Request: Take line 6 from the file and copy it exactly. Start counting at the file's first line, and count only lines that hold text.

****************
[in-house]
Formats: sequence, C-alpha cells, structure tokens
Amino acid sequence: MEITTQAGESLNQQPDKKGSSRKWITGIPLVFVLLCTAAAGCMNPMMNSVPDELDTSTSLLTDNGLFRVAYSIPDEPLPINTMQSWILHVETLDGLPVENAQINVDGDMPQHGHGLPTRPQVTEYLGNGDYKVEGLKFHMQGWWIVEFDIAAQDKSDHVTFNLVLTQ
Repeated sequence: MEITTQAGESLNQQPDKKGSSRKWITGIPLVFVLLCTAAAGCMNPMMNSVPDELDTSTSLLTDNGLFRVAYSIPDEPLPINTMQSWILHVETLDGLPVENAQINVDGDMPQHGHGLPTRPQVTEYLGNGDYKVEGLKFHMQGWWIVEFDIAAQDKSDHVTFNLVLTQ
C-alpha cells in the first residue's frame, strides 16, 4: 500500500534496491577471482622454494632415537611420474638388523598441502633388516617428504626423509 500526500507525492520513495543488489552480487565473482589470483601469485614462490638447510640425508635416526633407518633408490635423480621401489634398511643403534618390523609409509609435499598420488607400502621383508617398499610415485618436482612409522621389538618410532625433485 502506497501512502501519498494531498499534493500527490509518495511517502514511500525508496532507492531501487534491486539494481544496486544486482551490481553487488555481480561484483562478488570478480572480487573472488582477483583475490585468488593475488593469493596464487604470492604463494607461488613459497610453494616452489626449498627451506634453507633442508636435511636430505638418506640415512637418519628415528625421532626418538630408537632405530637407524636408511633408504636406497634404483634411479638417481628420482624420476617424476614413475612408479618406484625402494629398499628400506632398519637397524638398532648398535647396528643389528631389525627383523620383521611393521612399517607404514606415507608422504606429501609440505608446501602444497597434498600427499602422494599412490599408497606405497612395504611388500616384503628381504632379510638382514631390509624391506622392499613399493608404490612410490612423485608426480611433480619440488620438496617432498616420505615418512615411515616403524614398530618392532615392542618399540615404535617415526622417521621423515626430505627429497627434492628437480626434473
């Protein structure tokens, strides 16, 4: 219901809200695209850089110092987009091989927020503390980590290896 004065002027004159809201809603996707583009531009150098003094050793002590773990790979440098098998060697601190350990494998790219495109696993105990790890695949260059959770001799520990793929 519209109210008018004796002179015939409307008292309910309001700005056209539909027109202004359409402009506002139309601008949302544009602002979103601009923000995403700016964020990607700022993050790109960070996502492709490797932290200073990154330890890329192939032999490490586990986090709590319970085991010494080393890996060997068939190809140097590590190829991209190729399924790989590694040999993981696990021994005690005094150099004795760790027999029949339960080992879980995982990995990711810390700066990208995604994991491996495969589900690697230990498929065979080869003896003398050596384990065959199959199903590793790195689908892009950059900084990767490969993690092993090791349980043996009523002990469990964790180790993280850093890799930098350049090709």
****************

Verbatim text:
């Protein structure tokens, strides 16, 4: 219901809200695209850089110092987009091989927020503390980590290896 004065002027004159809201809603996707583009531009150098003094050793002590773990790979440098098998060697601190350990494998790219495109696993105990790890695949260059959770001799520990793929 519209109210008018004796002179015939409307008292309910309001700005056209539909027109202004359409402009506002139309601008949302544009602002979103601009923000995403700016964020990607700022993050790109960070996502492709490797932290200073990154330890890329192939032999490490586990986090709590319970085991010494080393890996060997068939190809140097590590190829991209190729399924790989590694040999993981696990021994005690005094150099004795760790027999029949339960080992879980995982990995990711810390700066990208995604994991491996495969589900690697230990498929065979080869003896003398050596384990065959199959199903590793790195689908892009950059900084990767490969993690092993090791349980043996009523002990469990964790180790993280850093890799930098350049090709």